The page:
Baby Ella is so adorable. I can’t wait to hold her. She has the sweetest face with the most adorable little nose and a head full of silky black hair …. Just like you did. It’s wild to think that she will be celebrating her first birthday around the time you return to us and you will be celebrating your 25th ….. I have a vivid memory of sitting at Grandma’s Dining Room table and holding you. You were less then a month old and wearing this little white crocheted dress and you were sound asleep. It was that day that your Mom asked me to be your Godmother ….. It was one of the best days of my life! I remember who proud I felt … being asked to be your Godmother … and I don’t think that feeling has ever left me!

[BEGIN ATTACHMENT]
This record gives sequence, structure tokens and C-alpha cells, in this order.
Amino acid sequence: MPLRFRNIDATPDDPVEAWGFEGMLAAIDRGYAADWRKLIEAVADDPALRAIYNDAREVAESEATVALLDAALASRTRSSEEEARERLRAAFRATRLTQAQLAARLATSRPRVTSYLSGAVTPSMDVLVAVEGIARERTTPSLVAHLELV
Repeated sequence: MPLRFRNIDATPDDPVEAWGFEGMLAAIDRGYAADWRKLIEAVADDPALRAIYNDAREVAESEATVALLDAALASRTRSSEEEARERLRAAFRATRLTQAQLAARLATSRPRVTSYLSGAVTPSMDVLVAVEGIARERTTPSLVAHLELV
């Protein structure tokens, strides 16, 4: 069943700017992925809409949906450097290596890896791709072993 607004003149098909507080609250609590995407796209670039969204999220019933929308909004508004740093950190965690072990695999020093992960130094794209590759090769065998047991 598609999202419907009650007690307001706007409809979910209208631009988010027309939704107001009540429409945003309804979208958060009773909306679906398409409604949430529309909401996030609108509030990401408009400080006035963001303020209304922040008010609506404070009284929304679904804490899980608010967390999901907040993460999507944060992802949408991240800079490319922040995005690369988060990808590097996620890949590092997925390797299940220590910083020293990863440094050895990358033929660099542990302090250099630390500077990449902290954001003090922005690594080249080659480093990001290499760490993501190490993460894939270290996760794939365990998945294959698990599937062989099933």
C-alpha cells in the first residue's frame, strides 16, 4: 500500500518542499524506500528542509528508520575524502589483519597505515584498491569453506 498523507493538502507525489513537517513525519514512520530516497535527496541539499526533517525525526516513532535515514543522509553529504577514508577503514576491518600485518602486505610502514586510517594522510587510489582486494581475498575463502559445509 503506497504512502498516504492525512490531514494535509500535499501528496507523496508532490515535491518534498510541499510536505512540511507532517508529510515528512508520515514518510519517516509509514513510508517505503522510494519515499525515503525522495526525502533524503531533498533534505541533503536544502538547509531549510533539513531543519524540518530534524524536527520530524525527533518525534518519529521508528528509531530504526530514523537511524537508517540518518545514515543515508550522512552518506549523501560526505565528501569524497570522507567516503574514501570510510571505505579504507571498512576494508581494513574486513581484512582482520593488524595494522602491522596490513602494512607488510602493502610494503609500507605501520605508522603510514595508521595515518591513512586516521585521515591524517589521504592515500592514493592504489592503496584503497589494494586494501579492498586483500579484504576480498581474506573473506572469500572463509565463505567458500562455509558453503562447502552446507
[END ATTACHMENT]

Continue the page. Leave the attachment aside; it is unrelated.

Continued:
You are amazing Kiddo. Just got your letter and will be writing back shortly. I’ve purchased you much Crystal Lite and pancake syrup so I will be putting a nice box together for you.

Love you to the moon and back ………………….. Aunt Loretta

Aunt Nancy said...

I keep telling people your pineapple story - it's still cracking me up, and everyone I tell as well. Brendan leaves tomorrow. Be well and be safe <3 Aunt Nancyx